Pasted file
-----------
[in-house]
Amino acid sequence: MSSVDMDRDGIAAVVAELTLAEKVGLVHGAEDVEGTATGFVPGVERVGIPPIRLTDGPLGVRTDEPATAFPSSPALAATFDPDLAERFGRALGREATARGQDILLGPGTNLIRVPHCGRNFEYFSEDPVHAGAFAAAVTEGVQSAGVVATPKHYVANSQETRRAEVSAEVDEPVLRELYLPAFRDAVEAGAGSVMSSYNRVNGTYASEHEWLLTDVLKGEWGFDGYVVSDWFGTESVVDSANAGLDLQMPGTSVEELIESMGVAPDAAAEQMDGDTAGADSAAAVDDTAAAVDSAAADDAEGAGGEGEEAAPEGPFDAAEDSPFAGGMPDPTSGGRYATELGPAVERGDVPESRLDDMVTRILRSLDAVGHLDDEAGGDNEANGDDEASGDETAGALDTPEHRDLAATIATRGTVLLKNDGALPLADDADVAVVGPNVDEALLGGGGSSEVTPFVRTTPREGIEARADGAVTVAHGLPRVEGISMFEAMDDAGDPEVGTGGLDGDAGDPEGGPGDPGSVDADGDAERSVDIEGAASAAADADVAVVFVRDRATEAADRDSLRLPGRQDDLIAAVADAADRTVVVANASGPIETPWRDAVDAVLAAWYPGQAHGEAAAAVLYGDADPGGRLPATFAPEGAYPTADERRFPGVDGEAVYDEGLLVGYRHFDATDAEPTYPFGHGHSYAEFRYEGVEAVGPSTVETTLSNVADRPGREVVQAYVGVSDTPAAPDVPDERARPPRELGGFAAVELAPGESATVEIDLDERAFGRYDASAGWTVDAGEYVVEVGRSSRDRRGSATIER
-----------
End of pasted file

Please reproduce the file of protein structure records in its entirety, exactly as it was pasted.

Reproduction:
[in-house]
Amino acid sequence: MSSVDMDRDGIAAVVAELTLAEKVGLVHGAEDVEGTATGFVPGVERVGIPPIRLTDGPLGVRTDEPATAFPSSPALAATFDPDLAERFGRALGREATARGQDILLGPGTNLIRVPHCGRNFEYFSEDPVHAGAFAAAVTEGVQSAGVVATPKHYVANSQETRRAEVSAEVDEPVLRELYLPAFRDAVEAGAGSVMSSYNRVNGTYASEHEWLLTDVLKGEWGFDGYVVSDWFGTESVVDSANAGLDLQMPGTSVEELIESMGVAPDAAAEQMDGDTAGADSAAAVDDTAAAVDSAAADDAEGAGGEGEEAAPEGPFDAAEDSPFAGGMPDPTSGGRYATELGPAVERGDVPESRLDDMVTRILRSLDAVGHLDDEAGGDNEANGDDEASGDETAGALDTPEHRDLAATIATRGTVLLKNDGALPLADDADVAVVGPNVDEALLGGGGSSEVTPFVRTTPREGIEARADGAVTVAHGLPRVEGISMFEAMDDAGDPEVGTGGLDGDAGDPEGGPGDPGSVDADGDAERSVDIEGAASAAADADVAVVFVRDRATEAADRDSLRLPGRQDDLIAAVADAADRTVVVANASGPIETPWRDAVDAVLAAWYPGQAHGEAAAAVLYGDADPGGRLPATFAPEGAYPTADERRFPGVDGEAVYDEGLLVGYRHFDATDAEPTYPFGHGHSYAEFRYEGVEAVGPSTVETTLSNVADRPGREVVQAYVGVSDTPAAPDVPDERARPPRELGGFAAVELAPGESATVEIDLDERAFGRYDASAGWTVDAGEYVVEVGRSSRDRRGSATIER